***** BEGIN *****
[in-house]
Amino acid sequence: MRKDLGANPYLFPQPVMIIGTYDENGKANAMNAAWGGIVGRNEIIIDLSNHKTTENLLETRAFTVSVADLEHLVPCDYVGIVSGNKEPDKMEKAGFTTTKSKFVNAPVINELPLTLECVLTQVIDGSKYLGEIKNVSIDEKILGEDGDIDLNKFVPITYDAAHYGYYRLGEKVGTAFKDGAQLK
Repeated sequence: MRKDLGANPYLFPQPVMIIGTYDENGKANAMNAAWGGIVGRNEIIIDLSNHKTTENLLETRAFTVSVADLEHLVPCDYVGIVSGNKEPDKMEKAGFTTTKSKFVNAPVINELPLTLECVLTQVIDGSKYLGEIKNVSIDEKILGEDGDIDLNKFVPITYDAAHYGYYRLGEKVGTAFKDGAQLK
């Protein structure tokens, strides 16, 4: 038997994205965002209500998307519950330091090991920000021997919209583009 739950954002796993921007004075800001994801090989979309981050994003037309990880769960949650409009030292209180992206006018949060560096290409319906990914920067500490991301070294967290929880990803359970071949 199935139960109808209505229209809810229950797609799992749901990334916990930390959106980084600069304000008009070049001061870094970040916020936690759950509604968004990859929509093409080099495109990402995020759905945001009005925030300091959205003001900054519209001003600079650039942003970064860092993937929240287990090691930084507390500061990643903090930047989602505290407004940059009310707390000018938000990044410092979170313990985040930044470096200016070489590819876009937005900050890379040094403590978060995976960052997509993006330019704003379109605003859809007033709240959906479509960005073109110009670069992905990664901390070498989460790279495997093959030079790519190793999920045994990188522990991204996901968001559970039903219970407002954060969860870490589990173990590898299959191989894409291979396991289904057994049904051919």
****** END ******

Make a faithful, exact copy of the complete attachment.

[in-house]
Amino acid sequence: MRKDLGANPYLFPQPVMIIGTYDENGKANAMNAAWGGIVGRNEIIIDLSNHKTTENLLETRAFTVSVADLEHLVPCDYVGIVSGNKEPDKMEKAGFTTTKSKFVNAPVINELPLTLECVLTQVIDGSKYLGEIKNVSIDEKILGEDGDIDLNKFVPITYDAAHYGYYRLGEKVGTAFKDGAQLK
Repeated sequence: MRKDLGANPYLFPQPVMIIGTYDENGKANAMNAAWGGIVGRNEIIIDLSNHKTTENLLETRAFTVSVADLEHLVPCDYVGIVSGNKEPDKMEKAGFTTTKSKFVNAPVINELPLTLECVLTQVIDGSKYLGEIKNVSIDEKILGEDGDIDLNKFVPITYDAAHYGYYRLGEKVGTAFKDGAQLK
């Protein structure tokens, strides 16, 4: 038997994205965002209500998307519950330091090991920000021997919209583009 739950954002796993921007004075800001994801090989979309981050994003037309990880769960949650409009030292209180992206006018949060560096290409319906990914920067500490991301070294967290929880990803359970071949 199935139960109808209505229209809810229950797609799992749901990334916990930390959106980084600069304000008009070049001061870094970040916020936690759950509604968004990859929509093409080099495109990402995020759905945001009005925030300091959205003001900054519209001003600079650039942003970064860092993937929240287990090691930084507390500061990643903090930047989602505290407004940059009310707390000018938000990044410092979170313990985040930044470096200016070489590819876009937005900050890379040094403590978060995976960052997509993006330019704003379109605003859809007033709240959906479509960005073109110009670069992905990664901390070498989460790279495997093959030079790519190793999920045994990188522990991204996901968001559970039903219970407002954060969860870490589990173990590898299959191989894409291979396991289904057994049904051919």